As caterpillars, they feed on Timothy and other grasses, while adults feed on low-growing flowers, which include thistles, daisies, white clover, swamp milkweed, and orange hawkweed. They prefer open grassy areas and are observed in hayfields, abandoned homesteads, grassy road edges, and pastures.
This butterfly was accidentally introduced to North America from London in the early 1900s and today can be found in North Dakota, southern Illinois, western South Carolina, Colorado, Montana, Idaho, and British Columbia.
26. Hoary Comma
This butterfly (Polygonia gracilis) is common in boreal North America from New England to New Mexico and the Rocky Mountains to the Pacific Ocean. They have a distinctive ragged edge on their wings. As adults, they feed on tree sap and nectar from sweet everlasting and some flowers.
As caterpillars, they feed on shrub leaves, including mock azalea, currant, and western azalea. They lay eggs in the spring and the butterfly emerges in mid-summer.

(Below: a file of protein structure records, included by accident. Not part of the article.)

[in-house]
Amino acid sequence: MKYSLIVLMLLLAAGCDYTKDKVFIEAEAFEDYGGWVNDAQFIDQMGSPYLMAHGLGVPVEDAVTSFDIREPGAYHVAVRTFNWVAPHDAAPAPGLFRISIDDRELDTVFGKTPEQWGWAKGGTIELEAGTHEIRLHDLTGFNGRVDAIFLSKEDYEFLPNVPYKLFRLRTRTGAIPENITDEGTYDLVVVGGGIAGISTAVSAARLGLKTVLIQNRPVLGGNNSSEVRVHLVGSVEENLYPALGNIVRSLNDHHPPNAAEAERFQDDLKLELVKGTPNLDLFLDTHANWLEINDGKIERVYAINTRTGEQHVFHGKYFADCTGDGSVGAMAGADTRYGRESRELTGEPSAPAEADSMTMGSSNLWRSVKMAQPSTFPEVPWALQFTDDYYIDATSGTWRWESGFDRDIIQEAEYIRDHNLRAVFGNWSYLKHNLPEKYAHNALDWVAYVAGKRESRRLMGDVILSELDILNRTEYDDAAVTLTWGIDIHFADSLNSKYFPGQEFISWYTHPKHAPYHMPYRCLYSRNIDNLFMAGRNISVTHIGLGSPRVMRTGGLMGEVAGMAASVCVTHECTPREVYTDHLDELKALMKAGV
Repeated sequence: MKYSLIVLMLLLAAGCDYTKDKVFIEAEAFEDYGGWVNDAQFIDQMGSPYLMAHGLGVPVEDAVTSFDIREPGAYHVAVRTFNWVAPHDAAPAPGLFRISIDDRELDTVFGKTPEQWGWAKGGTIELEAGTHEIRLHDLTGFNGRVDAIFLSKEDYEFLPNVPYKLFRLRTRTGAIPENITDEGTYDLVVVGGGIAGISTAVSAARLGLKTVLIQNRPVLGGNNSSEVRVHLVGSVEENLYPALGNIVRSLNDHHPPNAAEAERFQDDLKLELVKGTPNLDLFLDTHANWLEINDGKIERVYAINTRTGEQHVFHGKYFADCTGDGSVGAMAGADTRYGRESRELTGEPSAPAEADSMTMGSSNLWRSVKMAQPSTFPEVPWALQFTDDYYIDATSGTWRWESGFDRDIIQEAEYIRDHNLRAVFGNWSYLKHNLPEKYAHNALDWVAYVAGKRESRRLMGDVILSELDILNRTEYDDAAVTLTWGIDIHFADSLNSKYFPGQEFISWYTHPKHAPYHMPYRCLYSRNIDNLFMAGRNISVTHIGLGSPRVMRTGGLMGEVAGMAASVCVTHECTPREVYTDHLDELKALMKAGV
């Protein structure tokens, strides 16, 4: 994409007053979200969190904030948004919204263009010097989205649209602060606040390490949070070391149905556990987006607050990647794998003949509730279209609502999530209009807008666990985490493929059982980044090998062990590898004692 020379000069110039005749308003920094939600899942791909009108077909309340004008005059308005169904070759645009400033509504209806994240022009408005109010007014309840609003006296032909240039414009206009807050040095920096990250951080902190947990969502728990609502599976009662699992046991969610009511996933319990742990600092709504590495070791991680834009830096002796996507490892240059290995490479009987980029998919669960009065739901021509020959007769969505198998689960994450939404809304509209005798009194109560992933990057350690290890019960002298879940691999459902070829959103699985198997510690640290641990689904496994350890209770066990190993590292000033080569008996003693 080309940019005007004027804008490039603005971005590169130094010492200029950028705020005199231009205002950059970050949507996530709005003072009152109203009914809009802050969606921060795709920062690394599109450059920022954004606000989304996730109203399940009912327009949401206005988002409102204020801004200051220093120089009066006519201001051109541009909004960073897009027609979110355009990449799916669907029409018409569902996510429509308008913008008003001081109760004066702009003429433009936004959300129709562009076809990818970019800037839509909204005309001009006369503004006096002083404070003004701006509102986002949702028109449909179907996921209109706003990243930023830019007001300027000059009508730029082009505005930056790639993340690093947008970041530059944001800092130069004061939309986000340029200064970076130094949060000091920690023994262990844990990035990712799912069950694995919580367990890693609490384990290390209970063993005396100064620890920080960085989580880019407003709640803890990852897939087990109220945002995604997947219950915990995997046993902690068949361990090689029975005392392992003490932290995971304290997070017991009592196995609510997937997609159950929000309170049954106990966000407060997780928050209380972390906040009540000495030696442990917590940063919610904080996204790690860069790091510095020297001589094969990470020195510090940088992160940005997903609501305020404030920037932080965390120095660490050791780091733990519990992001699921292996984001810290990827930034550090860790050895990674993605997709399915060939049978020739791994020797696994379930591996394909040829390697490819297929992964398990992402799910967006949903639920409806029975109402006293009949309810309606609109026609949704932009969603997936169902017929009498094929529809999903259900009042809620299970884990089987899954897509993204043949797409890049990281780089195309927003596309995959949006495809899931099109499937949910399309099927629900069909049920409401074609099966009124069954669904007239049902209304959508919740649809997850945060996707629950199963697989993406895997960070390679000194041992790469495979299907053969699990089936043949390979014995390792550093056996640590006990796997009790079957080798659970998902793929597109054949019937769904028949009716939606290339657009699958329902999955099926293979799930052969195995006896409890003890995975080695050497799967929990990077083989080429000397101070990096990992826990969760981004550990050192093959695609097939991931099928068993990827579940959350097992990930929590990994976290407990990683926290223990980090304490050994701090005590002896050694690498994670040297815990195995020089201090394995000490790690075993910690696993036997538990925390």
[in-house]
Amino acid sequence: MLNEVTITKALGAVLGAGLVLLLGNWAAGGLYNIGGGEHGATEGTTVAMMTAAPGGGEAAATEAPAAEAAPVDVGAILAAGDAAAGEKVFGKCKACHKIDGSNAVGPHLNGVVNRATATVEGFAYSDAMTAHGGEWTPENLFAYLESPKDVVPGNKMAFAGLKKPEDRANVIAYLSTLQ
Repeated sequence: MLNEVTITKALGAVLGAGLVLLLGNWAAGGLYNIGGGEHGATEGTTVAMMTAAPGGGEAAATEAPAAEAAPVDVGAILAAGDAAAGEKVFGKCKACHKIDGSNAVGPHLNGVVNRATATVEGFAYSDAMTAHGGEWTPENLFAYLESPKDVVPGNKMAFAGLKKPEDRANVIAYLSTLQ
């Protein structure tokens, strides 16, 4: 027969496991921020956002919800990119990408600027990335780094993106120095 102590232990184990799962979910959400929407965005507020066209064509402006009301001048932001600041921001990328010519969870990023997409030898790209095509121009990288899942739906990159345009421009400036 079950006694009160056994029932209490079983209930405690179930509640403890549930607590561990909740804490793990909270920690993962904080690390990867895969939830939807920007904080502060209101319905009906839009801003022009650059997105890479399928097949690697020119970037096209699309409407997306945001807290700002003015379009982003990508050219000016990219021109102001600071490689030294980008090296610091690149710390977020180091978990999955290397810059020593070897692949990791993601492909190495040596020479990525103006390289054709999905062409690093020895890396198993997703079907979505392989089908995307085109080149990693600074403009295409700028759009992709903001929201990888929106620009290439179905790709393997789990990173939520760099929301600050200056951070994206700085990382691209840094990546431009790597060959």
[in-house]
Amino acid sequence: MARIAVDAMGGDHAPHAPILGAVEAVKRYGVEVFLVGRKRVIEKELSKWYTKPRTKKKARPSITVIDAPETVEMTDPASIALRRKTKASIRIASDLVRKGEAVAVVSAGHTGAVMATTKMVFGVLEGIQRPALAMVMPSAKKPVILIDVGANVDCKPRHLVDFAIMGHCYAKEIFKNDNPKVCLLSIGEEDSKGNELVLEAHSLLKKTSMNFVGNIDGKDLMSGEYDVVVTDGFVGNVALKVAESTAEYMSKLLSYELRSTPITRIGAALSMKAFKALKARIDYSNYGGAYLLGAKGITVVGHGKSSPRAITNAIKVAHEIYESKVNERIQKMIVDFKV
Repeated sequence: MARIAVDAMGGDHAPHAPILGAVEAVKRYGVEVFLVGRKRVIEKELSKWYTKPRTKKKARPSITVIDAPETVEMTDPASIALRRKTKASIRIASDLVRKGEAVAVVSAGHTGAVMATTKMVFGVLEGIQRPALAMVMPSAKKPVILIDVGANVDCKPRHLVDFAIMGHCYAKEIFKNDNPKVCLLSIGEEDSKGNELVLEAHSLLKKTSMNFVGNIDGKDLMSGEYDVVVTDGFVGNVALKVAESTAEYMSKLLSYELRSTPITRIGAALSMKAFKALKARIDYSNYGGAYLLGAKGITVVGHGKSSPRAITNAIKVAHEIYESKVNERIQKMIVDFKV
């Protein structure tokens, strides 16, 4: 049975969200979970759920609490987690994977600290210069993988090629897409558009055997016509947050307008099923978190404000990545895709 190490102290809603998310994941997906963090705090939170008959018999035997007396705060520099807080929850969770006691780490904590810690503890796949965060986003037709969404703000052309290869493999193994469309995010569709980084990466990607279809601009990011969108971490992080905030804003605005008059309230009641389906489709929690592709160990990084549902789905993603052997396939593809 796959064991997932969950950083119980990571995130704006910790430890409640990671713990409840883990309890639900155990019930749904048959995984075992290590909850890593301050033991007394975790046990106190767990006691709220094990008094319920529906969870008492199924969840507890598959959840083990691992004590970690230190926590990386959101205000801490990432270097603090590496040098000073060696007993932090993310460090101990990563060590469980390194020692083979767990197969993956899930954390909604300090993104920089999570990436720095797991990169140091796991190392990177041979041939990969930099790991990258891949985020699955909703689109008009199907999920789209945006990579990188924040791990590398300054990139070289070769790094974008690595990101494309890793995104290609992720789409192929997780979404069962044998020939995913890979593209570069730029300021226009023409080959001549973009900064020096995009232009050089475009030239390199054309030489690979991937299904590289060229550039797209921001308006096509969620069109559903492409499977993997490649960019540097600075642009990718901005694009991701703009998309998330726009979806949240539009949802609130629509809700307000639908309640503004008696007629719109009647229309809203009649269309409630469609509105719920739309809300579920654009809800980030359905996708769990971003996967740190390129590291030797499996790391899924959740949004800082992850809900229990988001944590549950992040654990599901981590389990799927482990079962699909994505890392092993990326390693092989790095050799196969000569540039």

27. Northern Checkerspot
The Northern Checkerspot (Chlosyne palla) grows to 4.8cm in wing span with the male being brown/red with a median band. The base of the hind wing is dark. Under the wing is brown/orange with cream white bands. Females are similar in color, or they can be black with white spots.
The female lays eggs in groups under the leaves of host plants, which then become food for the caterpillars. The caterpillars feed in groups when young, sometimes in a silk web. Once partially grown, they will hibernate.
While the adults feed on flower nectar, the caterpillars feed on goldenrods, asters, and rabbitbrush. They can be found in open woodlands, meadows, stream sides, and coastal chaparrals. They are common in British Columbia, California, Rocky Mountains, Colorado, and Utah.